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Ambitious debut succeeds with light touch and observational style

By Anita Chaudhuri

At its heart, the hotly tipped debut from Nathan Hill is the story of an estranged mother and son.

English professor Samuel hasn't seen his mother, the irritatingly monikered Faye Andresen-Anderson, since her meticulously planned walkout from the family home when he was aged just 11.

Fast-forward 20 years and Samuel is now an English professor at a small-town university. He spends his days obsessing about his childhood sweetheart, wasting time playing online video games and, in short, doing anything he can to avoid writing a single word of the novel he earned a megabucks advance for 10 years previously.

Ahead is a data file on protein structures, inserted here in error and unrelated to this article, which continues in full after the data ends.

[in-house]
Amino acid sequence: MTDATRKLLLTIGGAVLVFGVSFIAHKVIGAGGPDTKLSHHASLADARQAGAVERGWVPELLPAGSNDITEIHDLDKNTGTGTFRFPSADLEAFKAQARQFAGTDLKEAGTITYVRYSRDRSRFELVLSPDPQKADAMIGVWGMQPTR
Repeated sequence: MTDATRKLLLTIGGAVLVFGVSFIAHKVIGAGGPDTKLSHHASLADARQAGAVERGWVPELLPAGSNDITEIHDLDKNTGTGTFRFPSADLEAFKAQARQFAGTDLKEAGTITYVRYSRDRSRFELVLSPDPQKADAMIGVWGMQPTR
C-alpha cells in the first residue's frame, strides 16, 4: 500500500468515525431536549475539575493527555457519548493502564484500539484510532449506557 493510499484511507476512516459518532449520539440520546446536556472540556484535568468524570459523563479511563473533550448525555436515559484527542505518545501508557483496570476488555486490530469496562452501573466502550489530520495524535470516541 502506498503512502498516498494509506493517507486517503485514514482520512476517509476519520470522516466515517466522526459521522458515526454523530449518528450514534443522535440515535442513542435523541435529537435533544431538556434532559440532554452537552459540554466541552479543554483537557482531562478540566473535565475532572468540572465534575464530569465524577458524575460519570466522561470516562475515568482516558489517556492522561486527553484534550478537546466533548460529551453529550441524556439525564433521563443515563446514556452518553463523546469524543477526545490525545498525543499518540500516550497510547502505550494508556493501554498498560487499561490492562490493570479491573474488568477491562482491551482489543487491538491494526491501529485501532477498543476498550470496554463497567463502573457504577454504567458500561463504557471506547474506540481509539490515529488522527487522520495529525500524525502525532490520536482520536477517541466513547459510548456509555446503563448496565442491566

But when his now left-wing radical mother is caught up in a scandal involving throwing rocks at a leading political figure, her lawyer begs Samuel to attest to her character.

As luck would have it, this request coincides with his publishers threatening to sue if he does not produce the novel he promised them.

The temptation to investigate his mother's story and turn it into a book proves completely irresistible.

This is an astonishingly ambitious novel, taking in everything from the 1968 Chicago protests to the Occupy Wall Street movement, from 1980s suburbia to 1940s Norway, over some 600 pages.

It might sound like a heavy read, but Hill has a lightness of touch and a sly observational style that makes for a compelling narrative.

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